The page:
The horse smelled of infection and decay. Carrie Young runs a horse rescue in Hudson and this was the worst she had seen. The 11-year-old horse should have weighed 1,100 pounds. When Young got her on Jan. 21 from a home in Moon Lake, it weighed barely 700 pounds — her ribs and pelvis jutting sharp beneath her skin, which was covered in dirt and fungus. Her ears had been bitten and torn by a dog. She had abscesses in her hooves and on her legs. She was shaky, weak. And her face. It oozed blood and puss. A tumor that could have been treated easily when it was small had grown around her cheek and eye socket, moving dangerously close to her eye. "I cried when I saw her," Young said.
Young coaxed the horse into a trailer and managed to get her to the 'Ohana Ranch and Rescue, which Young has operated for three years. She named this horse Isabelle.
Young says she has rescued and found homes for 50 horses. She said 'Ohana is a Hawaiian name for family.
She works with the Pasco Sheriff's Office and county animal control to save abused horses. The Sheriff's Office is investigating Isabelle's previous owners. No charges have been filed, said William Batten, a corporal with the agricultural unit.
The day after Isabelle came to the rescue she nearly died. She collapsed, her head sticking out beneath the wooden slats of her stall. Young and her son ripped the wooden planks apart and gave Isabelle a shot of pain medication.
"You are not going to die," Young told her. "Fight. You can do this."
Young said it seemed as though Isabelle gathered whatever bit of strength she had left. With Young supporting her, Isabelle got up. She had been without food and water for so long that Young had to ease the horse into eating again — a handful of grain and a bit of water, every two hours for the first week. Young gave her shots of penicillin, mixed pain medication into her food. She bathed and brushed the horse and controlled swelling with ice water. She bought lavender scented Epsom salts to soak Isabelle's tender hooves. Isabelle's coat began falling off in patches, which was good — the rotted fungus was dying.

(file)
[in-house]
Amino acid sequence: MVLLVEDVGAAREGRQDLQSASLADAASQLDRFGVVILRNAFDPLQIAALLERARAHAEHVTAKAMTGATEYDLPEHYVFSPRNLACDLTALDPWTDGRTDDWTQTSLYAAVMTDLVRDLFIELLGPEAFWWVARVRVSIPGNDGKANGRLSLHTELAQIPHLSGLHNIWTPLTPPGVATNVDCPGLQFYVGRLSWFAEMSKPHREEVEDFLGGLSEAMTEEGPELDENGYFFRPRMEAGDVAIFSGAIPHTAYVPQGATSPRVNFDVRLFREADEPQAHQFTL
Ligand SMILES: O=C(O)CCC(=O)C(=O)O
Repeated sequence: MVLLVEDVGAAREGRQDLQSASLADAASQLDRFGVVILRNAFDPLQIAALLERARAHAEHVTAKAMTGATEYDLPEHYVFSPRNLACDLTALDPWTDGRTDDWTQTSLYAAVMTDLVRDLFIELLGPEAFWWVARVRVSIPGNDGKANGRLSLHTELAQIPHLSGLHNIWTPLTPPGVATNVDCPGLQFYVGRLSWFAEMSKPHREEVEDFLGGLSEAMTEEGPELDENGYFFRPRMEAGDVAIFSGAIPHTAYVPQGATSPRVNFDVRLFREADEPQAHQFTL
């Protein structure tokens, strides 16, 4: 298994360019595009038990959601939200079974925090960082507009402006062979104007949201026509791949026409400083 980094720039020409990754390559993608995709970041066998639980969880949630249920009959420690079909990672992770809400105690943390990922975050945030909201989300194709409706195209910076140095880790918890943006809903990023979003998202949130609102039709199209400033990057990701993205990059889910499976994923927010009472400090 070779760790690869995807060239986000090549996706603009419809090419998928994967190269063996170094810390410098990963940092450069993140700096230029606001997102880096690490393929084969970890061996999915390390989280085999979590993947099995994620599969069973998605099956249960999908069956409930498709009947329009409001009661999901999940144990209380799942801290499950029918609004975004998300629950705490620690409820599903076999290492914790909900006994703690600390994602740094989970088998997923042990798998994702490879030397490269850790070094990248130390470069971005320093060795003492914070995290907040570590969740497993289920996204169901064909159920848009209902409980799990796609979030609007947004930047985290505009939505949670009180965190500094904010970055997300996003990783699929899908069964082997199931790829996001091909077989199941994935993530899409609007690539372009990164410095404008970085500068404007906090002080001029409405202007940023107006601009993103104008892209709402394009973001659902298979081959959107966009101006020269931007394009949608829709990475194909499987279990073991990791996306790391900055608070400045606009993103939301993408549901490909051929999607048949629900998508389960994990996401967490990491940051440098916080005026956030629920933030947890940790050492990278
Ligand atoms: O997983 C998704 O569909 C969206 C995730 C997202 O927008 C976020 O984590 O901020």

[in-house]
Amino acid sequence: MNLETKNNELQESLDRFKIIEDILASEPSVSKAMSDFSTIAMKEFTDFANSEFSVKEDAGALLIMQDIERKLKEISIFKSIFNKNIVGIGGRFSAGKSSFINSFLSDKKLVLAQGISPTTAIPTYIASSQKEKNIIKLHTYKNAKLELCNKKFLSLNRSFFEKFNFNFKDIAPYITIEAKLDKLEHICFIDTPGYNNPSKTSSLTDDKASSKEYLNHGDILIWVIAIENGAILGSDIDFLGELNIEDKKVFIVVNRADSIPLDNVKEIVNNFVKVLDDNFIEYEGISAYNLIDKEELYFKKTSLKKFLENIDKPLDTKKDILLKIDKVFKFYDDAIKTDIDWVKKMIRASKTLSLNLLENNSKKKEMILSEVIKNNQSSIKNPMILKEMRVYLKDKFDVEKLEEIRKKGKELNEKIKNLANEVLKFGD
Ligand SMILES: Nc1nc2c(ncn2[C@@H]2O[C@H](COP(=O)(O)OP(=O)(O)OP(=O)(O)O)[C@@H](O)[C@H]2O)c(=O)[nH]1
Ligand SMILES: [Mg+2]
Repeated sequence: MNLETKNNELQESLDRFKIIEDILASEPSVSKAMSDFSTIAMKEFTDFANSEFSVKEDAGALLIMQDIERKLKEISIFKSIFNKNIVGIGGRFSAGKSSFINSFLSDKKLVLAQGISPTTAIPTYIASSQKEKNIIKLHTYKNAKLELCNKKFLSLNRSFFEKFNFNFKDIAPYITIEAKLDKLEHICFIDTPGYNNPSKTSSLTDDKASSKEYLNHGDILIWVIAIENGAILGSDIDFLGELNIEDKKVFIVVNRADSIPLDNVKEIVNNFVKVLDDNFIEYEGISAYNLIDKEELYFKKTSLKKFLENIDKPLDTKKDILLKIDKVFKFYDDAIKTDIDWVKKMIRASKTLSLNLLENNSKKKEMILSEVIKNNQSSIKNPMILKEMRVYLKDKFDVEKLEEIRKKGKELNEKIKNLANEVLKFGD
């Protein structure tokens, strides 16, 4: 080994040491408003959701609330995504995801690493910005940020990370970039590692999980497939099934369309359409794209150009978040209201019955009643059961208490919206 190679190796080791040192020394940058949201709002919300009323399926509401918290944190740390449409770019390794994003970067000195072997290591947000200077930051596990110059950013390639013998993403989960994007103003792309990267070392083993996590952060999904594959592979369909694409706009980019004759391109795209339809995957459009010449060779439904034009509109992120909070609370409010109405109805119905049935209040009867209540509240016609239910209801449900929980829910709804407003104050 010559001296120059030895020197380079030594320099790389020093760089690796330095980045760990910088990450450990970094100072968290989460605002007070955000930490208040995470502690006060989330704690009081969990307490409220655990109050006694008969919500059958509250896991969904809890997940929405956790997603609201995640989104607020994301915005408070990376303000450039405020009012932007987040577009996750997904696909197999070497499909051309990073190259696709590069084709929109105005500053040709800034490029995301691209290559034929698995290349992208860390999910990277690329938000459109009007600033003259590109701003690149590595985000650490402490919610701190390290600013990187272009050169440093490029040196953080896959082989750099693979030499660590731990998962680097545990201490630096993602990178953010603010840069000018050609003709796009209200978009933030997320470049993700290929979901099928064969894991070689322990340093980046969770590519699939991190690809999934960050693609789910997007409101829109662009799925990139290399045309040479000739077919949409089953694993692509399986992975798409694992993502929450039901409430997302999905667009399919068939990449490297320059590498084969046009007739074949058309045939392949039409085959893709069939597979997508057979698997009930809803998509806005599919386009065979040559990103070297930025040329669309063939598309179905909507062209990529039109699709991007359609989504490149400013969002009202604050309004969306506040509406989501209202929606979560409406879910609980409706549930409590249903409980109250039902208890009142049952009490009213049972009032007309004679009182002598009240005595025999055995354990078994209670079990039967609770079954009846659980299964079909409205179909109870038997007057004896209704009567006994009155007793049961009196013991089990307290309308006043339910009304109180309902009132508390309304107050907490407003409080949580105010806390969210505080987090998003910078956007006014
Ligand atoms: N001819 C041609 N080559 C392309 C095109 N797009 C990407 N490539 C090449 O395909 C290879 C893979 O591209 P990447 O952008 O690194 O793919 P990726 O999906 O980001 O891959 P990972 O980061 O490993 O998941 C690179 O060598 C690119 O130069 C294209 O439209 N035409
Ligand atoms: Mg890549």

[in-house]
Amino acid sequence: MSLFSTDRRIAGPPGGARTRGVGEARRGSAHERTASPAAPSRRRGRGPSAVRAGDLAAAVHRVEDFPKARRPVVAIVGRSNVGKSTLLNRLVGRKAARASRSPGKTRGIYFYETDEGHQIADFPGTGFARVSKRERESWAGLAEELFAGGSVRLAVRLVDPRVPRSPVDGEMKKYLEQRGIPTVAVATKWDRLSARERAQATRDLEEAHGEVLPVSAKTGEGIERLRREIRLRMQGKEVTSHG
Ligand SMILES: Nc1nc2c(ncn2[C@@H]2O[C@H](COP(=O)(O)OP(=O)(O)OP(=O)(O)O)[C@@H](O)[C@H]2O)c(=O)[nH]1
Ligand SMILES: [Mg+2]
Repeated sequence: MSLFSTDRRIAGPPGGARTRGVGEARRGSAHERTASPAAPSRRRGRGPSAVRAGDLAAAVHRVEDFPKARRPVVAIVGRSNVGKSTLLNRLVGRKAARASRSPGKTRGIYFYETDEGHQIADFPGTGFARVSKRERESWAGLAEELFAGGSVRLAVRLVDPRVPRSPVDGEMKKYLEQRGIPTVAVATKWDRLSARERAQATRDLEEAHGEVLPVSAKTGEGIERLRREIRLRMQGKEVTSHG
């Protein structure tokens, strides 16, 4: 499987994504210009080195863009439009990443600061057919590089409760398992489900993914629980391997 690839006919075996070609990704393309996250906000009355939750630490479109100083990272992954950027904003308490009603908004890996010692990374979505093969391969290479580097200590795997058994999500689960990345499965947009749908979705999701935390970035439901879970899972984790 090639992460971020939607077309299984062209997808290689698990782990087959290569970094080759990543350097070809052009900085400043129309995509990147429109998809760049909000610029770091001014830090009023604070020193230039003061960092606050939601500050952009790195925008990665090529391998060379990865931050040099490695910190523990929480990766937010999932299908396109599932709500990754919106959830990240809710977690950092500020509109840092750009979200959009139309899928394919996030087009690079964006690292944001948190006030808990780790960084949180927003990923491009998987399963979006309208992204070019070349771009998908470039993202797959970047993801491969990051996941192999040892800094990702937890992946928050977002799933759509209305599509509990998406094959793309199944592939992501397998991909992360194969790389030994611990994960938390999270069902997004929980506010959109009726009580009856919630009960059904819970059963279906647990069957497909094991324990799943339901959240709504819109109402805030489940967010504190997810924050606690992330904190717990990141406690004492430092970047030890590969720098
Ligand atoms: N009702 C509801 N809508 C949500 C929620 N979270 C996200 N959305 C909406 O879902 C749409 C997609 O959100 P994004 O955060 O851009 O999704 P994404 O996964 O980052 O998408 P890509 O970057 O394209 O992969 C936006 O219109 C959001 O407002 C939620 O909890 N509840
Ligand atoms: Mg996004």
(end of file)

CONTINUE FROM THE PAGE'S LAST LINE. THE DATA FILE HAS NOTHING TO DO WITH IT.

Isabelle started smelling like a horse again.
"I've never met a horse like her," Young said.
Isabelle started putting on weight — about 75 pounds so far. Young is trying to build back her muscles and takes her for slow walks. Isabelle, at first, refused to go out of the pasture gate.
"It was like she thought she was leaving," Young said.
She's still hesitant. But Young continues to teach her that this is her home. She will always come back. For all the abuse she's been through, "she's such a sweet soul," Young said.
The intense therapy — in the cold and rain — ended up putting Young, 52, in the hospital for two days with bronchial pneumonia. As soon as she was released, she was back at her 6-acre ranch, doting on Isabelle. Young lives there with her husband and son. Her husband is a mason and works part time with a moving company. Young said she spent years investigating and finding people who owe money for finance companies, but now devotes all of her time to the horses. Right now, she has six. Somehow, the money she needs to take care of them comes through. She scours yard sales and thrift shops to sell things on eBay when things get tight.
"I've learned to become very resourceful," she said.
But this is the first time, she says, she's asked the public for donations. Isabelle is scheduled for surgery to remove the tumor on her face at Surgi-Care Center for Horses in Brandon. The cost is $2,200.
"I just don't have it," Young said. "I wish I did."
Young has been standing on the corner of State Road 52 and U.S. 19 with photos of Isabelle, asking for donations. She got about $130. She's planning a large yard sale and she's put two of her own horses up for sale.
She loves them and never planned on letting them go.
"They don't need me," Young said, "but Isabelle does."
She's taking Isabelle to Surgi-Care on March 16, so doctors can get her prepped for surgery the next day.
Depending on the depth of the tumor, Isabelle might lose her eye.
"But that's okay," Young said. "She can live a long, happy life with one eye."
The only important thing is that she survives, Young said.
"She's a fighter."
Erin Sullivan can be reached at firstname.lastname@example.org or (727) 869-6229.